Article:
[pct-l] 2018 NoBo PCT/JMT Drought year snow/creeks

ned at mountaineducation.org ned at mountaineducation.org
Wed Feb 14 17:33:16 CST 2018

For those of you who don't "do" Facebook, 


I have been trying to show this year's Class of 2018 what the Sierra will
look like in May and June after its third drought winter in a row by posting
thirty or more pictures of the area from Chicken Spring Lake (Cottonwood
Pass) on the PCT north over Forester Pass and exiting out over Kearsarge


Take away?  


1. The thaw usually starts about the same time (late May)
2. Creek volume and rate usually increase within a few days thereafter
3. Mild winter = dangerous creek flows may last 3-4 weeks
4. Normal winter = dangerous creek flows may last 5-6 weeks
5. Heavy winter = dangerous creek flows may last 6-8 weeks
6. Postholing is exhausting (a bitch, really!)
7. Snowlines rise over time, rate depending on weather


Now, whether we continue along in this La Nina pattern, causing drought
conditions in California and Oregon and heavy snows in the North Cascades,
or not, the Class of 2018 needs to know what to prepare for, since many are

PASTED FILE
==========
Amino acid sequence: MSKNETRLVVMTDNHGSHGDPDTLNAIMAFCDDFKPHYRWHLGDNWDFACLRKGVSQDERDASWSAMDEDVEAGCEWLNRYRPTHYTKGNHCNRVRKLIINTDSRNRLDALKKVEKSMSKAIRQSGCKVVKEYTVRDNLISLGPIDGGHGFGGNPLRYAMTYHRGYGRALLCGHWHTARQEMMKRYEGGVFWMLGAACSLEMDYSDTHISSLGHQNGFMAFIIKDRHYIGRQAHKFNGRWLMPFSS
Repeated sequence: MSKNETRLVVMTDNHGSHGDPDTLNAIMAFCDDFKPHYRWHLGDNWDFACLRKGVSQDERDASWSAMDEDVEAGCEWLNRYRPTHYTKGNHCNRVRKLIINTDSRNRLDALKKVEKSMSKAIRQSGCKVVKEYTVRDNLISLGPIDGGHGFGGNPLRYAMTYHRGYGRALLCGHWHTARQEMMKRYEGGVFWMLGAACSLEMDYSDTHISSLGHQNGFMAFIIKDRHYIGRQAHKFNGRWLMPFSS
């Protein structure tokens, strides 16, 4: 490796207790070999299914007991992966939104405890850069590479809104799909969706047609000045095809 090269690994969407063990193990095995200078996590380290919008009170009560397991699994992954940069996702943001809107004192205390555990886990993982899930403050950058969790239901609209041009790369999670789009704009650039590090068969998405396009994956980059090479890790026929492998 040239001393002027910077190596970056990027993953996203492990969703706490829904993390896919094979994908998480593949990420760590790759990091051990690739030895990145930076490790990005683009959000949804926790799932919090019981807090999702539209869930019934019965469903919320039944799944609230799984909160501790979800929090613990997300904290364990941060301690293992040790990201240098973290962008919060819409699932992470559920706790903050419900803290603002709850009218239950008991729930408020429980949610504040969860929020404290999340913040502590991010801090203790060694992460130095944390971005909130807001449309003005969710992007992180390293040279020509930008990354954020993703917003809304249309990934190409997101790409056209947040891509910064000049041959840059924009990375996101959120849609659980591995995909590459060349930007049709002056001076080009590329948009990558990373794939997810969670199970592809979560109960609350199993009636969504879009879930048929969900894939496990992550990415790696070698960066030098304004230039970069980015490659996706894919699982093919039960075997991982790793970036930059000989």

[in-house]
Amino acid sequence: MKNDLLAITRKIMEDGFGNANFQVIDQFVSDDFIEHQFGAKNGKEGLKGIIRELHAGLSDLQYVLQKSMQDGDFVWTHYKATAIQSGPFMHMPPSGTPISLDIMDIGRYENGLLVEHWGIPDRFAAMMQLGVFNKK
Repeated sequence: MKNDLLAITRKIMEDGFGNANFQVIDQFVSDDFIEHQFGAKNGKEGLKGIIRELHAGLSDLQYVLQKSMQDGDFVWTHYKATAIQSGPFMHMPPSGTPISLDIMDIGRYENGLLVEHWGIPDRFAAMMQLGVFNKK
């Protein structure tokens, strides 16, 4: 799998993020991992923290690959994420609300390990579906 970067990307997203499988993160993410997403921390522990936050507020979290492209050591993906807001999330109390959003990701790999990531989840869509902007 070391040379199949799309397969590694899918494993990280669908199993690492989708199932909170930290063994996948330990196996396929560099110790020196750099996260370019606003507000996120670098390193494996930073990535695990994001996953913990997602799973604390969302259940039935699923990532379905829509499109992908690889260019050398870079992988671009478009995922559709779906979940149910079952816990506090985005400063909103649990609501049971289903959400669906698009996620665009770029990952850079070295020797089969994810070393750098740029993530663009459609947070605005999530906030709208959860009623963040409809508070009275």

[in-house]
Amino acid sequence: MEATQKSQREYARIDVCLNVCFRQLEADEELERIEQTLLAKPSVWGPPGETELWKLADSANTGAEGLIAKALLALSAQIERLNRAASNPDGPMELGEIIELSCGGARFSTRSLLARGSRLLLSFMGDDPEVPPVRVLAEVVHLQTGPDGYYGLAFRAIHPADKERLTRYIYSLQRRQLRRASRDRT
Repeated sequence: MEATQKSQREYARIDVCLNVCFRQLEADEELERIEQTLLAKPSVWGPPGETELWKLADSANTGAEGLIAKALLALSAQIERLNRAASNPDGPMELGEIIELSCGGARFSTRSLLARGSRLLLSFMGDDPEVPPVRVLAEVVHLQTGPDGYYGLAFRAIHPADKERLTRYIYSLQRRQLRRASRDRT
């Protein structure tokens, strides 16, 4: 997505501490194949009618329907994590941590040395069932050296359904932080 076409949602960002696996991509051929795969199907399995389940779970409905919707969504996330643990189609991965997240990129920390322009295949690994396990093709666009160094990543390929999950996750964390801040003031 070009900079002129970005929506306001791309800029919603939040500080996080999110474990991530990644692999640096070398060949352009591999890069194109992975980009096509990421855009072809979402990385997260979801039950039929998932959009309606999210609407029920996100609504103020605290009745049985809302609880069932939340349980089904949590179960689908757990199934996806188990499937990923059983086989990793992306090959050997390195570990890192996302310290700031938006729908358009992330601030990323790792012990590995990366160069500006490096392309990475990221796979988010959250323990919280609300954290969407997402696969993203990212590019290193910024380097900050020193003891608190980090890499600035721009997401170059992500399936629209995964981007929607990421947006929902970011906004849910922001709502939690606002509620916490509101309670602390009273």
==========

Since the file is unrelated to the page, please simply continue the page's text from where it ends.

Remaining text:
led to believe that "Drought = No snow."


Even on the dangerous creek crossing side of things, after the thaw starts
in the Sierra (predictable time), no matter how little snow there remains,
the creeks will run high and fast for a period of time. Every year, people
die in Sierra creeks and waterfalls, but few long-distance hikers do. Last
year two did and this year we want to prevent that from happening again.


For anyone entering the Sierra this year from mid-April to July, we will be
offering a special 1-day, steep snow/creek-crossing clinic held at Chicken
Spring Lake, Cottonwood Pass and taught every weekday so everyone will know
how to identify risk ahead and know what to do about it.


Of course, we've seen many a year go by where the winter has started out
terribly, then came roaring back to life in March and April. We've seen the
opposite, too, where winters have started out great and died out later. So,
who knows what this winter will be, but we can be certain that 

*	there will be some snow in the high country in May/June (prime PCT
thru-hiking months)
*	the snowpack will be shallow 
*	snowlines will be high
*	the thaw will start on time
*	creeks will run dangerously full and fast for a period of time
*	there's always the chance for April, May, June snowstorms
*	creeks will recede, then start drying up as the summer goes on
*	the chance for forest and wildland fires will increase and
*	water availability will be a problem (like it was during the drought
years, 2012-15)


If you want to see pictures or read more, go to

https://www.facebook.com/ned.tibbits or


(I know that wasn't fair 'cause I led you to facebook, anyway! Sorry, but
that's where the info is.)



Ned Tibbits, Director

Mountain Education, Inc.

ned at mountaineducation.org <mailto:ned at mountaineducation.org>  


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